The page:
Town Topics — Princeton's Weekly Community Newspaper Since 1946.
Vol. LXII, No. 24
 
Wednesday, June 11, 2008
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Proposed Township Budget Would Produce Lowest Tax Increase in Four Years

Ellen Gilbert

Princeton Township taxpayers will face an annual tax increase of five cents per $100 of the assessed value of their homes, if the proposed 2008 budget presented at Tuesday’s Township Committee meeting is approved.

Chief Financial Officer Kathryn Monzo and Township Administrator Jim Pascale introduced the proposed budget, noting that this is the lowest tax increase in four years.

Salaries comprise the lion’s share of the budget, they said, and the biggest changes in salary this year include a four percent salary increase for police department employees, who are unionized, and a three percent increase, which is still under negotiation, for all other non-union employees. Mr. Pascale noted that the four percent police department increase is consistent with the prevailing amount recommended by current arbitration boards.

After salaries, major portions of the budget are slated for capital investments and infrastructure improvements (20 percent); health, housing and human services (14 percent); statutory requirements such as Social Security and health benefits (11 percent); and public safety, including police and fire department costs (18 percent).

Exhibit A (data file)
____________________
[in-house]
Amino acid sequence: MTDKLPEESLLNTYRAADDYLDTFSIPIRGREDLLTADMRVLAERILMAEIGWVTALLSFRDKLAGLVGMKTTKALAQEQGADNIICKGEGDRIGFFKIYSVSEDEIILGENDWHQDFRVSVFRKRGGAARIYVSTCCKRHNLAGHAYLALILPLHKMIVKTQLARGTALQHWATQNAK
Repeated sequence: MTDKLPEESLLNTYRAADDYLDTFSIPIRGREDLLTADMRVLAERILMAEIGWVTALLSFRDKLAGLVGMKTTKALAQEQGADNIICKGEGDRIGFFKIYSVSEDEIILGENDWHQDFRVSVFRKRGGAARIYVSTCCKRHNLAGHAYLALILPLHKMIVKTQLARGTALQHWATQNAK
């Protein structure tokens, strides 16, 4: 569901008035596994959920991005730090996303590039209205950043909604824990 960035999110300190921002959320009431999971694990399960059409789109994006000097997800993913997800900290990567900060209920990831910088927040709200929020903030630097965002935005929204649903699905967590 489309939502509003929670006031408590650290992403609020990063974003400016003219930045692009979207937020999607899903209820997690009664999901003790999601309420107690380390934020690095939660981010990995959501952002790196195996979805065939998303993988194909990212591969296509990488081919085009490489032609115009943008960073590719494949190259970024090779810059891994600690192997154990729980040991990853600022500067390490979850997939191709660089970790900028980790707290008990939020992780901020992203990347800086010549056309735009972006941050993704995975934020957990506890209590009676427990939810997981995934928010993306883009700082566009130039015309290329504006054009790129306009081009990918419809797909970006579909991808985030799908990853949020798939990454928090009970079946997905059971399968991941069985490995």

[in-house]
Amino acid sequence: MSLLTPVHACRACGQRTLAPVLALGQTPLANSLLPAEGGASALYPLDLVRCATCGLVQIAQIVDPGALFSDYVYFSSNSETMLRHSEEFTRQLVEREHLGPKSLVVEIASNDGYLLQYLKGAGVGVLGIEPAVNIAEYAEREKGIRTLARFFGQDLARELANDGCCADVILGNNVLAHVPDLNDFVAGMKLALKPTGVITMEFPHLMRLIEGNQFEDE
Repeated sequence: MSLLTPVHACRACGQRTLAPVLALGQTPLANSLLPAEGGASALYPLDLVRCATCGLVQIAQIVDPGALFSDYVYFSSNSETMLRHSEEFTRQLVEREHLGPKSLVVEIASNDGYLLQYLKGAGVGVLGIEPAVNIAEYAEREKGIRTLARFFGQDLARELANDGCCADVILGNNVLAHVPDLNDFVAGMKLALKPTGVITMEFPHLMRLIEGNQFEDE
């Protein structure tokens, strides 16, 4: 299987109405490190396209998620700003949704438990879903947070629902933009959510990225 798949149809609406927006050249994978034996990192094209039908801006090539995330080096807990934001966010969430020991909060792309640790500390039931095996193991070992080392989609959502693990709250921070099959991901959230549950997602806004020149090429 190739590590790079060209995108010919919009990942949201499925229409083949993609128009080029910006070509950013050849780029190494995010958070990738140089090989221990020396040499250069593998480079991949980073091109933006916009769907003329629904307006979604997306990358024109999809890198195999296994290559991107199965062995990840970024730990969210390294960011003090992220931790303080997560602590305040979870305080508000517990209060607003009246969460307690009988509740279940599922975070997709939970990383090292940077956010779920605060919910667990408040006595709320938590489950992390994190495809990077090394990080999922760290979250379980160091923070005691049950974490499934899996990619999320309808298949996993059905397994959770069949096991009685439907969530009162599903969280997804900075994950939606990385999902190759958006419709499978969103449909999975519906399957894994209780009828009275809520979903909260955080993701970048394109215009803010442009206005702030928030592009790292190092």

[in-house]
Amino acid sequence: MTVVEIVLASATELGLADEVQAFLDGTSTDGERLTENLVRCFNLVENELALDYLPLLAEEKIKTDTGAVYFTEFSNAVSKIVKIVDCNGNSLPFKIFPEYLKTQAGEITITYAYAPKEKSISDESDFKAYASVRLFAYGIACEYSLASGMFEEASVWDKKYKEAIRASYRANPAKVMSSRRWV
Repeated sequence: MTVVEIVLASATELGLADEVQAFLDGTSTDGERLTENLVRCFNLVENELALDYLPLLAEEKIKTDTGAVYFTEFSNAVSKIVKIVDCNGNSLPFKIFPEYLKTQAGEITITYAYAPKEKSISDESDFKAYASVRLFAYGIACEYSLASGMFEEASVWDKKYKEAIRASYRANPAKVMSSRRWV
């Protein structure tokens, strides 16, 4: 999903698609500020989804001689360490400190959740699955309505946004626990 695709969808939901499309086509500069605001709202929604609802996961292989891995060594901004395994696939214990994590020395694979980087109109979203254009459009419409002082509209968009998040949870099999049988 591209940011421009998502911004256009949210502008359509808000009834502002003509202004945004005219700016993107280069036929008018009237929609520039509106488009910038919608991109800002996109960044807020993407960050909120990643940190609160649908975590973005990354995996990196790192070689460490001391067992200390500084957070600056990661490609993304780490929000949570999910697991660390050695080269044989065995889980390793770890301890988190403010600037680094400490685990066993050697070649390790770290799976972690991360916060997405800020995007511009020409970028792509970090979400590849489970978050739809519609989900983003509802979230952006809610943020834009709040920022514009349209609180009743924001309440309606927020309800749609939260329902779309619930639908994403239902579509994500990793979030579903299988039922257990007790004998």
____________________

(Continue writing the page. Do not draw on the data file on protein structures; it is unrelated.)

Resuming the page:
It was noted that the municipal budget relies heavily on local taxes, with sewer fees, state aid, surplus from previous years, and other fees filling in some of the gaps. This year, the proposed budget has to absorb a loss of $184,000 in state aid as a result of decreased state aid to municipalities. “The Governor is making difficult decisions,” Mr. Pascale said, adding that he hoped such decreases would not continue in the future. In addition, a three-year “pension holiday” is now “coming home to roost.”

Surplus amounts each year are significant for maintaining the Township’s triple-A bond rating, which enables it to borrow money at favorable rates. Last year’s budget resulted in a $5,424,005 surplus, of which $3 million will be used towards the 2008 budget. The Township has tried to rely less on the surplus in recent years according to Mr. Pascale, noting, however, that it “is difficult to increase fees in other areas.”

Township Mayor Phyllis Marchand pointed out that although taxpayers are “writing a check made out to Princeton Township,” they should be aware that the Township actually only receives about 25 percent of the amount. Schools receive approximately 48 percent of each taxpayers’ dollar, and the county’s share is 27 percent.

Committeeman Chad Goerner noted that every Township department was held to flat increases in their respective budgets in an effort to even out the tax burden this year. Mr. Pascale expressed his appreciation for “the level of involvement” of Township Committee members in the preparation of this year’s proposed budget.

A public hearing for the proposed budget, which will be posted on the Township’s website within a day or two, will be held on July 14.

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